Monday, March 31, 2014

Mozilla staff call for new CEO to stand down over donation to anti-gay marriage campaign

Employees and volunteers at open source organisation Mozilla, which creates the Firefox browser, have called for its new chief executive to stand down because of donations to anti-gay marriage campaigns

Employees and volunteers at Mozilla - the organisation which promotes open source software such as its Firefox browser - have called for new chief executive Brendan Eich to stand down because of his donations to political campaigns to ban gay marriage.

This week Mozilla named Brendan Eich as its new chief executive, following the resignation of Gary Kovacs which was announced in April last year. Eich was previously Mozilla's chief technology officer and has a long history with the group dating back to before its formation from Netscape, having worked on the Navigator browser in the 90s and creating JavaScript in a marathon, ten-day programming session in 1995.

The controversy stems from a $1,000 donation he made in 2008 to support California's Proposition 8, which opposed gay marriage. The donation was listed in a public database with Mozilla appearing next to Eich's name as his employer. It caused controversy in the technology industry when it was uncovered in 2012.

Eich posted on his own blog to "express my sorrow at having caused pain" and promised an "active commitment to equality" at Mozilla.

"I am committed to ensuring that Mozilla is, and will remain, a place that includes and supports everyone, regardless of sexual orientation, gender identity, age, race, ethnicity, economic status, or religion," he wrote.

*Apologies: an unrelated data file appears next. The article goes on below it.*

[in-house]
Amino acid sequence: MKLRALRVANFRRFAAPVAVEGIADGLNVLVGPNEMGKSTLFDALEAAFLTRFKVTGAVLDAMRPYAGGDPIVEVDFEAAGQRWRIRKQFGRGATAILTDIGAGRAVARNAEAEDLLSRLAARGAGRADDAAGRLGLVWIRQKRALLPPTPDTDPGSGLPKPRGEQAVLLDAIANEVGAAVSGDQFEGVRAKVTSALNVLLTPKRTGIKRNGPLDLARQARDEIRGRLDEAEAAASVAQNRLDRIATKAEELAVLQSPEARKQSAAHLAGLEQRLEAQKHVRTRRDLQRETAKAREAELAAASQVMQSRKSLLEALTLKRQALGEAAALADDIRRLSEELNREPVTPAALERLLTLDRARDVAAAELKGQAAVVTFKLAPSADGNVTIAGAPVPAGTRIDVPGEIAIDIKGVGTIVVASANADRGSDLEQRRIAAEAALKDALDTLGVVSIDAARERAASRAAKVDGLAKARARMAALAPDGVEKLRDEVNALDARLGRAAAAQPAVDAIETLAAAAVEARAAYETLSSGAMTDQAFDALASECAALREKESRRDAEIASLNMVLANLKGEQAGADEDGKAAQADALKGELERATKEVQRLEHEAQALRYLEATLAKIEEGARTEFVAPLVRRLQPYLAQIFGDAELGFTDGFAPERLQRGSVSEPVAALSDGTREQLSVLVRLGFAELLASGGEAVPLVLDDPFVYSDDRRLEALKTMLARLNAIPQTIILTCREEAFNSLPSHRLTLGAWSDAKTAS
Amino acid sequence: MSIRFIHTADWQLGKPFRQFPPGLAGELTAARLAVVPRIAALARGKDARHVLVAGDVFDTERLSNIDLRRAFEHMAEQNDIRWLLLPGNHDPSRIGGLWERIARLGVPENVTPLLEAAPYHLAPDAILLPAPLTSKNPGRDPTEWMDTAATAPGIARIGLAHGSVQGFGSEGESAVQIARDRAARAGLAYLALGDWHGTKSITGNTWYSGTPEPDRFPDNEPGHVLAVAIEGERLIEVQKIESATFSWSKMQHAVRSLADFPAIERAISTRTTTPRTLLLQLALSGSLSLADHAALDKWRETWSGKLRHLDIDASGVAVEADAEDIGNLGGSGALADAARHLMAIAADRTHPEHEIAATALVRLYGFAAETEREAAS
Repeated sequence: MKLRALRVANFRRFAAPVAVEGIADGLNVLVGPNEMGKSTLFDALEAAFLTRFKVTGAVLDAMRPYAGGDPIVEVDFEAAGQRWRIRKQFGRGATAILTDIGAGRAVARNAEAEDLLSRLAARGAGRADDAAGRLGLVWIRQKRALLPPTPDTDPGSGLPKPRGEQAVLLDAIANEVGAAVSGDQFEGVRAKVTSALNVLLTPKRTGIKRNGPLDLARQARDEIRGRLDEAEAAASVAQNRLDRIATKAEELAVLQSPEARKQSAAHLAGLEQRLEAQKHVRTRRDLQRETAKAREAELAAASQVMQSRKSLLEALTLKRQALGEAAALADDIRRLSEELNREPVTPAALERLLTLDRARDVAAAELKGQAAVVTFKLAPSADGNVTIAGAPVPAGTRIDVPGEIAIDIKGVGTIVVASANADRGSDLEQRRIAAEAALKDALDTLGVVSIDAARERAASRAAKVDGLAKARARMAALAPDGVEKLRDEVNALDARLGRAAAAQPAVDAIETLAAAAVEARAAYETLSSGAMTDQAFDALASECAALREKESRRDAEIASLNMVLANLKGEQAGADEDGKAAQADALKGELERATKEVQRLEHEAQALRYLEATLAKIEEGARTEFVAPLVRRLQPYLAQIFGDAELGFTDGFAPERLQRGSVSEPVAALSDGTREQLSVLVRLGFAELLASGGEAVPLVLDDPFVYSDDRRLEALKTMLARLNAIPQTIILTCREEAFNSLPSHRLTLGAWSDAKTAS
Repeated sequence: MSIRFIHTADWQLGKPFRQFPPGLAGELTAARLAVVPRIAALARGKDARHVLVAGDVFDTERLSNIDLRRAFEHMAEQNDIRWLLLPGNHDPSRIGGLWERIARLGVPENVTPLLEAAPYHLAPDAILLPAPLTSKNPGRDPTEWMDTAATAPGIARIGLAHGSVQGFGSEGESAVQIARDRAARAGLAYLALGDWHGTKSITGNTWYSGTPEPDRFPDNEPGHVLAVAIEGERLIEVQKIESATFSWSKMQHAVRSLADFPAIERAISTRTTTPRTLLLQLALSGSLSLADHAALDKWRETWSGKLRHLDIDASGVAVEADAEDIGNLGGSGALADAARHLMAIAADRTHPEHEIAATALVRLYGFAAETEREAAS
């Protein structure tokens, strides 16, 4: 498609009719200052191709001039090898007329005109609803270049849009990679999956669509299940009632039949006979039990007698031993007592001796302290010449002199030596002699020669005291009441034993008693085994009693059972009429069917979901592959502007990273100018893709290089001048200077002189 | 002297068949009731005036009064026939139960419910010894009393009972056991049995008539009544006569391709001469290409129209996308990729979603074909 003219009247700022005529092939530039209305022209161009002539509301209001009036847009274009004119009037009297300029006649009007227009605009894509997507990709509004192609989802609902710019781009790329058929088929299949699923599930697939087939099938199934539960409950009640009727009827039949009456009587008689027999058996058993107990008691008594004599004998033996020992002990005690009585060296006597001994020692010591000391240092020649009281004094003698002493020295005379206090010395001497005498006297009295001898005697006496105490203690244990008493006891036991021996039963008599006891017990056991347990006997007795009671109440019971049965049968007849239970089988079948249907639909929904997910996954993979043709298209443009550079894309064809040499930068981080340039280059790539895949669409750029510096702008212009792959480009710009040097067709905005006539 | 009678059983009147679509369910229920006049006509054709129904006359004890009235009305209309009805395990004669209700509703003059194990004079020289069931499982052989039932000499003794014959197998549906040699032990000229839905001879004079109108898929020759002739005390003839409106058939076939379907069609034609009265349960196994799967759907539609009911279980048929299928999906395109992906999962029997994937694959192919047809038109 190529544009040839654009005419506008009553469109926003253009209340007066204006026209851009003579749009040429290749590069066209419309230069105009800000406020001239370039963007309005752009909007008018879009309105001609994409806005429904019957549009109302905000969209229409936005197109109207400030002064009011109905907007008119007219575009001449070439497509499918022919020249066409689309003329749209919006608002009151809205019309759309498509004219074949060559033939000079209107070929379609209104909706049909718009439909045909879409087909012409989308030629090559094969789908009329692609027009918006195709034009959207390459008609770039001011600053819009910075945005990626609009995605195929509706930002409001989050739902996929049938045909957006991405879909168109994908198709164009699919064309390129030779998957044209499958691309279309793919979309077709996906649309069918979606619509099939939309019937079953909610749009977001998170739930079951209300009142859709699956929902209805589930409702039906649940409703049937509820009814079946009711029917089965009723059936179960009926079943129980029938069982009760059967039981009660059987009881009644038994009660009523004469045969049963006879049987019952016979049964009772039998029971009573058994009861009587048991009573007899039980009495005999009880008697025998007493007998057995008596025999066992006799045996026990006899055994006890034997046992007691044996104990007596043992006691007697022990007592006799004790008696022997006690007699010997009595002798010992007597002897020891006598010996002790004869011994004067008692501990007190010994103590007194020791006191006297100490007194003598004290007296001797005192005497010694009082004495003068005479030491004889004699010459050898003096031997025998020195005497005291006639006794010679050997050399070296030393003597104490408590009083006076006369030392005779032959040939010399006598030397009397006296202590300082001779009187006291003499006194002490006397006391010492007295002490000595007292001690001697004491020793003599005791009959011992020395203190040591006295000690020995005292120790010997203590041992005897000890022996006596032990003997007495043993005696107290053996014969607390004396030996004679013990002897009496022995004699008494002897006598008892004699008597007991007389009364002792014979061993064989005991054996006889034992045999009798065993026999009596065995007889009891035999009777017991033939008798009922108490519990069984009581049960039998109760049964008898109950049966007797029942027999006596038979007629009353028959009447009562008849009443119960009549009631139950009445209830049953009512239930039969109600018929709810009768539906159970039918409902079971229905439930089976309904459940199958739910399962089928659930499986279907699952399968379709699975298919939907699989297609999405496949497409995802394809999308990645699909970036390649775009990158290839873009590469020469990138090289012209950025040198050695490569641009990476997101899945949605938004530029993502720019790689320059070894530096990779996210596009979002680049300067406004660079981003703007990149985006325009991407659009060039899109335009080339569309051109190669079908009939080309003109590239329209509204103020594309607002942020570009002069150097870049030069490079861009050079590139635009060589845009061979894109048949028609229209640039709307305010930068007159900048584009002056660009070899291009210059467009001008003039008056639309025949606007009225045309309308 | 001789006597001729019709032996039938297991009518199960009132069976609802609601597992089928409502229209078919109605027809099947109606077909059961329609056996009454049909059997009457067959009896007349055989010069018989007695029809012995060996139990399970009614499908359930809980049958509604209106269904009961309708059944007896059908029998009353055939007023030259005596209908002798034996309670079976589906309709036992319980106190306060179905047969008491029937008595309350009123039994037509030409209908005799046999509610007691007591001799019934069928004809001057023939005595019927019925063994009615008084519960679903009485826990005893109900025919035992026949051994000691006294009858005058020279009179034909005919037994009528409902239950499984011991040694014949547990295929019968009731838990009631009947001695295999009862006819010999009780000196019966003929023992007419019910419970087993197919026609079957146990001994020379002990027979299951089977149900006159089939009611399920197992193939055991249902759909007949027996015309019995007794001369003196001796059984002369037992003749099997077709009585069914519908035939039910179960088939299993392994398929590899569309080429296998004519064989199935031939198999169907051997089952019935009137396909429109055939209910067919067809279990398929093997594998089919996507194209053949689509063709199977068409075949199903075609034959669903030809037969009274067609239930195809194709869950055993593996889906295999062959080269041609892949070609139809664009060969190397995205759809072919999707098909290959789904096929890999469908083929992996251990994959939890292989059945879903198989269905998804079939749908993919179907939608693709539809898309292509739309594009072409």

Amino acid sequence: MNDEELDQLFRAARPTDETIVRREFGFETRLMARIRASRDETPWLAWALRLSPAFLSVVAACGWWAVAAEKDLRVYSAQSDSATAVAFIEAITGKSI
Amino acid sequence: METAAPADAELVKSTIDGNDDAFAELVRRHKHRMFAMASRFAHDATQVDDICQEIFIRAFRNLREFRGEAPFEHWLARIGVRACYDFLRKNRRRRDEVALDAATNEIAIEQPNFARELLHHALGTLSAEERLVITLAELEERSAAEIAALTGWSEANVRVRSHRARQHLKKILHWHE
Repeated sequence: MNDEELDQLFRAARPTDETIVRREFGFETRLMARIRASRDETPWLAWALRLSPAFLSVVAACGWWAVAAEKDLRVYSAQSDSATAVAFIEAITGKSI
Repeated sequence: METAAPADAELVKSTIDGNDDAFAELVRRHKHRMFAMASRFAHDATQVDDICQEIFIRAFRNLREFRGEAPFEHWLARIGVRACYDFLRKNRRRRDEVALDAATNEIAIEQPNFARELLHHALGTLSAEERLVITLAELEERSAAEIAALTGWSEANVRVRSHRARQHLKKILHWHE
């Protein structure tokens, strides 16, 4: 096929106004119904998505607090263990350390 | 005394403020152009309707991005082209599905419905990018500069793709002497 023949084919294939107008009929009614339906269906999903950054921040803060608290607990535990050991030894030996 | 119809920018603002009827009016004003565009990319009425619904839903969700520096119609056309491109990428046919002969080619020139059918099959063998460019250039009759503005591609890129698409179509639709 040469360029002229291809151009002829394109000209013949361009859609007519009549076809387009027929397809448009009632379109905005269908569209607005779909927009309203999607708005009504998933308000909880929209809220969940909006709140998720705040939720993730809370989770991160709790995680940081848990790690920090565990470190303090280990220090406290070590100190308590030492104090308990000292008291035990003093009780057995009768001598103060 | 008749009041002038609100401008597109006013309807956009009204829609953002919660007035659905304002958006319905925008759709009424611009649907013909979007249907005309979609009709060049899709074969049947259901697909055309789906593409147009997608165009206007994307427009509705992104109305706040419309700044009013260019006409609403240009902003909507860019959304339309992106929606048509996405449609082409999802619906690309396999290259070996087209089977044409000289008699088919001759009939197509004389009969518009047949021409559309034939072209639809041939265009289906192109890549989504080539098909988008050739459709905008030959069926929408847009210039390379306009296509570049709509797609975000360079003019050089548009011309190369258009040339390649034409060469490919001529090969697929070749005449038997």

But employees were unconvinced. Chris McAvoy, who leads Mozilla's Open Badges project, took to Twitter last night to call for the new chief executive to stand down and said that he had been "disapointed" by his promotion.


This is pretty rough stuff.  You can be hounded out of your job because of a political donation you make.  An attack on democracy


Anonymous said...

Homosexuals and their fellow travelers are vicious !

Anonymous said...

Well his principles or previous convictions didn't mean very much when he could so easily repudiate them just to advance his career.
1:39 AM is of course over-generalizing, and trying to diminish the civil rights of others is a lot more vicious.

Old Bob said...

People who are intolerant of other people's intolerance are just as intolerant as those they see as intolerant.

Use the Name, Luke said...

Which is more important to a technology organization? Excellence in technical capabilities? Or PC intolerance? Now we know Mozilla's answer.

In case it isn't clear what's going on here…

Bill Donohue and the Gay Thought Police

Anonymous said...

Would they have asked for his resignation if had donated to a pro-gay cause? If not, why not. Bloody bigots.

Anonymous said...

So 'Old Bob' according to your twisted argument or implication, we should not be intolerant of Nazis!

Bird of Paradise said...

Tell the Mozzila staff to GO TAKE A HIKE